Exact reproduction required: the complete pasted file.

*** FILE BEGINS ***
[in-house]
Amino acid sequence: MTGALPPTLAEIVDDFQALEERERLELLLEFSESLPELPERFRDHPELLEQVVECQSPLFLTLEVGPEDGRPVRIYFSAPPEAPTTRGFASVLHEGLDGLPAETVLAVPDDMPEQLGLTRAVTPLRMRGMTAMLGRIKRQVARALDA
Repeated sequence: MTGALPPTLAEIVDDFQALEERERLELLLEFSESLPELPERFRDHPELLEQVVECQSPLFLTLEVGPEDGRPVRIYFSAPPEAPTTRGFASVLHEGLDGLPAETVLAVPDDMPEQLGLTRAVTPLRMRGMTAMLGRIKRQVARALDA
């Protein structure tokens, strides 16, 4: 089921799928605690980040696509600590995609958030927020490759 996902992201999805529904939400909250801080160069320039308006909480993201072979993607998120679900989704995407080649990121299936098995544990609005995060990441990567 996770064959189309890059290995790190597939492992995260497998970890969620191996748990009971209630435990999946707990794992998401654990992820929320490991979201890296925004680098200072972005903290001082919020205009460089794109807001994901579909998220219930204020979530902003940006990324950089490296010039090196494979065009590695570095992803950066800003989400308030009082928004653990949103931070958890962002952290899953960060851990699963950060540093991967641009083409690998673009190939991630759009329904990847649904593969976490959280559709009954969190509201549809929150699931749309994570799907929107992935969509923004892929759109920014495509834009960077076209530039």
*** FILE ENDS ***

[in-house]
Amino acid sequence: MTGALPPTLAEIVDDFQALEERERLELLLEFSESLPELPERFRDHPELLEQVVECQSPLFLTLEVGPEDGRPVRIYFSAPPEAPTTRGFASVLHEGLDGLPAETVLAVPDDMPEQLGLTRAVTPLRMRGMTAMLGRIKRQVARALDA
Repeated sequence: MTGALPPTLAEIVDDFQALEERERLELLLEFSESLPELPERFRDHPELLEQVVECQSPLFLTLEVGPEDGRPVRIYFSAPPEAPTTRGFASVLHEGLDGLPAETVLAVPDDMPEQLGLTRAVTPLRMRGMTAMLGRIKRQVARALDA
């Protein structure tokens, strides 16, 4: 089921799928605690980040696509600590995609958030927020490759 996902992201999805529904939400909250801080160069320039308006909480993201072979993607998120679900989704995407080649990121299936098995544990609005995060990441990567 996770064959189309890059290995790190597939492992995260497998970890969620191996748990009971209630435990999946707990794992998401654990992820929320490991979201890296925004680098200072972005903290001082919020205009460089794109807001994901579909998220219930204020979530902003940006990324950089490296010039090196494979065009590695570095992803950066800003989400308030009082928004653990949103931070958890962002952290899953960060851990699963950060540093991967641009083409690998673009190939991630759009329904990847649904593969976490959280559709009954969190509201549809929150699931749309994570799907929107992935969509923004892929759109920014495509834009960077076209530039």